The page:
By Kelly Lundeen
Nukewatch Quarterly Winter 2018-19
A plan to continue dumping some 330,000 tons of contaminated mud was approved by the Welsh Assembly on Oct. 10, 2018 following its inadequate testing for radioactivity. The sludge is being dredged from England’s Hinkley Point C reactor construction site, loaded onto a barge, often at night, and taken across the Bristol Channel into Welsh waters, where it is dumped. The first round of dumping ended in October, and will resume in January 2019. The Welsh Assembly’s decision relied on data from a study verified by Natural Resources Wales that stated, “The material tested did not have unacceptable levels of chemicals or [radioactive] materials and was suitable for disposal at sea.”
However the material tested was only skimmed from the top two inches of sediments. Past discharges of radionuclides (radioactive materials) from Hinkley Point would have been found in higher concentrations at deeper levels. Moreover, the tests did not look for uranium, plutonium or about 90% of other radionuclides potentially present. Not surprisingly, the tests found that the mud “poses no threat to human health or the environment,” and therefore was not classified as radioactive and not subject to international treaties prohibiting such dumping. The question is begged: If the mud poses no threat, why don’t the English dump it in their waters?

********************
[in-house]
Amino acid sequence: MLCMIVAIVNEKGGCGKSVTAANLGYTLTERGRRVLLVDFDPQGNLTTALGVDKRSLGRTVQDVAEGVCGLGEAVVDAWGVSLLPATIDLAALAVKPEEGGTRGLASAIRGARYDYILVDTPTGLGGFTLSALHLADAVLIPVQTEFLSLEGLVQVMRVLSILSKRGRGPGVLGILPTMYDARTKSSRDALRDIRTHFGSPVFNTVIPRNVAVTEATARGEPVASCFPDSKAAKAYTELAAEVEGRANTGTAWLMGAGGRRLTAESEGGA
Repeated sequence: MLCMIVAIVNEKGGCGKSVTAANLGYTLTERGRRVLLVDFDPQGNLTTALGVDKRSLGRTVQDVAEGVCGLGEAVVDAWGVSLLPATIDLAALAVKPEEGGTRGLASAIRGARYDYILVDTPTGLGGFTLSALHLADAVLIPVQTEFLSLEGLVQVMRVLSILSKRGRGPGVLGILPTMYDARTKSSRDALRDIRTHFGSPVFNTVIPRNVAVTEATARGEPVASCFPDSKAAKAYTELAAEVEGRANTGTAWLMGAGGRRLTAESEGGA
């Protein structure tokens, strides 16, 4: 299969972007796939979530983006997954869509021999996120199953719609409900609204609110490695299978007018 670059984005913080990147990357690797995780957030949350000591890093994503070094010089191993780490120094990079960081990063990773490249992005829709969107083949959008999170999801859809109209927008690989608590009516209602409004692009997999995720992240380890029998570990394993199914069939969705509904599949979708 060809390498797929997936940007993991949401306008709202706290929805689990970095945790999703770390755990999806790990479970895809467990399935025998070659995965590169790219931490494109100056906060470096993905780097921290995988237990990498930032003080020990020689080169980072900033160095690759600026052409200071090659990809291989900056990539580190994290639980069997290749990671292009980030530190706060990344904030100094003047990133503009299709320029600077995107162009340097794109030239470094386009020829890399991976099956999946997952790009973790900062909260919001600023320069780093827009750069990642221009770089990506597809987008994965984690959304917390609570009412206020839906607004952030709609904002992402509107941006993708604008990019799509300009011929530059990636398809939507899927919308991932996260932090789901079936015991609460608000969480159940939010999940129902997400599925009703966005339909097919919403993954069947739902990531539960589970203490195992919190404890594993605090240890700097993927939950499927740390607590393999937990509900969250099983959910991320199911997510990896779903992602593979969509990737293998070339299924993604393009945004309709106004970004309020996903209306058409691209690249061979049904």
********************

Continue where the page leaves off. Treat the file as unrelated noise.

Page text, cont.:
—Beyond Nuclear International, Oct. 15, 2018; Natural Resources Wales, Updated Oct. 9, 2018; Wales Online, Aug. 16, 2018.
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